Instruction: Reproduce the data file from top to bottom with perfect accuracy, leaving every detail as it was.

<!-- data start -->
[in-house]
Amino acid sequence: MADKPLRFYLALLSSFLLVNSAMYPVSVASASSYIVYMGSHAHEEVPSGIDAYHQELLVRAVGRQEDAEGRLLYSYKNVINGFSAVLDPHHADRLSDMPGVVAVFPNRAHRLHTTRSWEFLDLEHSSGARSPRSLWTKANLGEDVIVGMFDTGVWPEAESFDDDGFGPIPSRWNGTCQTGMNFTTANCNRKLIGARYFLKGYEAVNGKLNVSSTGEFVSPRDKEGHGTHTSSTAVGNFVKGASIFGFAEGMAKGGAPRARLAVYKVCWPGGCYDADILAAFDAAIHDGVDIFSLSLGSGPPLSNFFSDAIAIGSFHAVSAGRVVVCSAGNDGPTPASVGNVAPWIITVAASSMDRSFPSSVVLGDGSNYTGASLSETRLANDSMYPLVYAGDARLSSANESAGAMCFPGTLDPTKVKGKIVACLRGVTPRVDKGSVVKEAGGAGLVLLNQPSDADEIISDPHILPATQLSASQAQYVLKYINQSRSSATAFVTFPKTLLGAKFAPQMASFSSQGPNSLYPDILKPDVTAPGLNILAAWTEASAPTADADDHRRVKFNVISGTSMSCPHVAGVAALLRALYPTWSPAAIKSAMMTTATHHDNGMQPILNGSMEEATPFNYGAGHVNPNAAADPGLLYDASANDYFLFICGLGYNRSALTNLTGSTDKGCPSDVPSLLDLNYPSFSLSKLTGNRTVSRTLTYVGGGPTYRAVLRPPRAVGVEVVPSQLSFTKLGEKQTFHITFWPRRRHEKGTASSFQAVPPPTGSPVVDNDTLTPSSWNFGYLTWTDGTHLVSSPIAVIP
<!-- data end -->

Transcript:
[in-house]
Amino acid sequence: MADKPLRFYLALLSSFLLVNSAMYPVSVASASSYIVYMGSHAHEEVPSGIDAYHQELLVRAVGRQEDAEGRLLYSYKNVINGFSAVLDPHHADRLSDMPGVVAVFPNRAHRLHTTRSWEFLDLEHSSGARSPRSLWTKANLGEDVIVGMFDTGVWPEAESFDDDGFGPIPSRWNGTCQTGMNFTTANCNRKLIGARYFLKGYEAVNGKLNVSSTGEFVSPRDKEGHGTHTSSTAVGNFVKGASIFGFAEGMAKGGAPRARLAVYKVCWPGGCYDADILAAFDAAIHDGVDIFSLSLGSGPPLSNFFSDAIAIGSFHAVSAGRVVVCSAGNDGPTPASVGNVAPWIITVAASSMDRSFPSSVVLGDGSNYTGASLSETRLANDSMYPLVYAGDARLSSANESAGAMCFPGTLDPTKVKGKIVACLRGVTPRVDKGSVVKEAGGAGLVLLNQPSDADEIISDPHILPATQLSASQAQYVLKYINQSRSSATAFVTFPKTLLGAKFAPQMASFSSQGPNSLYPDILKPDVTAPGLNILAAWTEASAPTADADDHRRVKFNVISGTSMSCPHVAGVAALLRALYPTWSPAAIKSAMMTTATHHDNGMQPILNGSMEEATPFNYGAGHVNPNAAADPGLLYDASANDYFLFICGLGYNRSALTNLTGSTDKGCPSDVPSLLDLNYPSFSLSKLTGNRTVSRTLTYVGGGPTYRAVLRPPRAVGVEVVPSQLSFTKLGEKQTFHITFWPRRRHEKGTASSFQAVPPPTGSPVVDNDTLTPSSWNFGYLTWTDGTHLVSSPIAVIP